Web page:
Sustainable Aviation Fuel (SAF)

Executive Summary

Published November 2023

Prepared for airport leaders and others wanting a general understanding of Sustainable Aviation Fuel (SAF), this white paper seeks to grow familiarity with and support for SAF as airports and airlines work toward their goals of net-zero carbon emissions by 2050.

This guide was developed as part of the American Association of Airport Executives’ (AAAE) Airport Consortium on Transformation (ACT) by a members’ working group lead by San Francisco International Airport and Arup. The time is now for airports to become involved and prepare for a future fueled by SAF since:

  • SAF offers a direct way to reduce global greenhouse gas emissions and improve local air quality.
  • SAF produced and blended to appropriate standards is a drop-in replacement for Jet-A and meets the same specifications as jet fuel.
  • Multiple pathways to produce SAF are certified using waste, agricultural products, and renewable energy as feedstocks, with more pathways currently in development.
  • Global demand for SAF is growing from mandates, incentives, and lower cost production.
  • Book-and-claim systems allow for a fluid SAF economy.

To achieve widespread SAF adoption and meet net-zero goals, SAF production and adoption has several key challenges to overcome. Strong consistent policy support will be essential to enable the transition to SAF for the aviation industry, and government incentives and mandates for SAF adoption are growing but are time-limited and vary among states.

SAF production facilities are still relatively limited compared to the global demand, while scaling up production capacity requires major investments. Until large scale production is reached, higher prices for SAF likely will result, especially after current IRA and LCFS incentives expire, making it less attractive for airlines operating on tight margins. Meanwhile, a growing awareness of the benefits and potential of SAF may result in an increased use of SAF.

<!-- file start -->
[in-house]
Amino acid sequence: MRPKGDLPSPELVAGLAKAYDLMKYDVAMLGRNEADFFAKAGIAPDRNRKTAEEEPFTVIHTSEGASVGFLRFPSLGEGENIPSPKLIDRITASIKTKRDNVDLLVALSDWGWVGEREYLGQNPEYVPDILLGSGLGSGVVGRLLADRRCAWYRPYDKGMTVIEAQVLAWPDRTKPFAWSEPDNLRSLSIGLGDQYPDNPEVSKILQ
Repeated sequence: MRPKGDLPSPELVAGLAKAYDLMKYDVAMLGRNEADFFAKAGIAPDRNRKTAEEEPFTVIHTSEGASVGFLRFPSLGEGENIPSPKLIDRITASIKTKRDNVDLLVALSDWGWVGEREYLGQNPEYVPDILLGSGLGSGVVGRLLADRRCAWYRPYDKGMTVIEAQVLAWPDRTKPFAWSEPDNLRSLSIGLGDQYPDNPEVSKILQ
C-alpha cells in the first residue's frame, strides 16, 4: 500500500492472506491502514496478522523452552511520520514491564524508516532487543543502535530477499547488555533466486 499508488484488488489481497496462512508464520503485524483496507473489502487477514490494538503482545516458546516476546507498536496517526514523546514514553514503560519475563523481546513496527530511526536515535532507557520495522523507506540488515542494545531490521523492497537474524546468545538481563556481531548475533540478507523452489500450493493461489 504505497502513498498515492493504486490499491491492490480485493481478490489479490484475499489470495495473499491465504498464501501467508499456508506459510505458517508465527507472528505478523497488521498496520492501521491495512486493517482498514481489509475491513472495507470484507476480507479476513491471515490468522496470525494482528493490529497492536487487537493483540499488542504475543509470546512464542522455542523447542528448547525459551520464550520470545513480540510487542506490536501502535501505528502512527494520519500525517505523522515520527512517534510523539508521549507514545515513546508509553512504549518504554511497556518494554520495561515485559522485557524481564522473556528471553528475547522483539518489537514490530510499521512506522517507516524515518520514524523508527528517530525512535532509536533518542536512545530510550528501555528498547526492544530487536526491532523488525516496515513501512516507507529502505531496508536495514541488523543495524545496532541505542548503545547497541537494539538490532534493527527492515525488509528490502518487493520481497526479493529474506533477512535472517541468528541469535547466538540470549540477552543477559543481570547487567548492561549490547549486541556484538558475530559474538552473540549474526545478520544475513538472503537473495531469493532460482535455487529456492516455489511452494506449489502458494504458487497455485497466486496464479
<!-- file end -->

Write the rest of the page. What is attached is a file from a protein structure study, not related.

The advent of SAF puts leading airports in a position to help influence the adoption of the broader aviation sector. Airports should be aware of these implications, notably:

  • Infrastructure: on-airport infrastructure requires minimal modifications to accommodate SAF. Airports may be able to use their role to help aggregate demand for SAF, support awareness campaigns, and support permitting of off-airport infrastructure needed to deliver SAF in the future.
  • Book and Claim: trading the Greenhouse Gas (GHG) reductions of SAF with SAF certificates allows benefits to be attached to any flight, as SAF certificate exchanges will allow producers, brokers, distributors and buyers (including airlines and travelers) to ensure that the sale of these benefits is not double-counted. Airports can purchase SAF certificates for their own staff air travel and can encourage passengers to purchase certificates as well through programs such as The Good Traveler.
  • Local Air Quality: unlike the Book and Claim system for GHG benefits, SAF’s benefits to local air pollution cannot be traded over long distances. SEA is developing an innovative pilot study that may demonstrate the feasibility of realizing these benefits. However, new SAF physical tracking systems and new incentive programs would be required to monetize these benefits more regularly.

Click the button below to fill out our form so you can receive an emailed copy of the in-depth research and analysis from the consortium’s work on this exciting topic.

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SAF Working Group Members

The ACT SAF Working Group has been actively supported by a range of airports and industry participants.




Eagle County Regional Airport

Eagle County Regional Airport

Eugene-Mahlon Sweet Field Airport


Greater Toronto Airports Authority


Hartsfield-Jackson Atlanta International Airport

Los Angeles World Airports

Los Angeles World Airports

Port of Seattle

Port of Seattle


San Francisco International Airport


Contact Jeremy Valcich at [email protected] to learn more.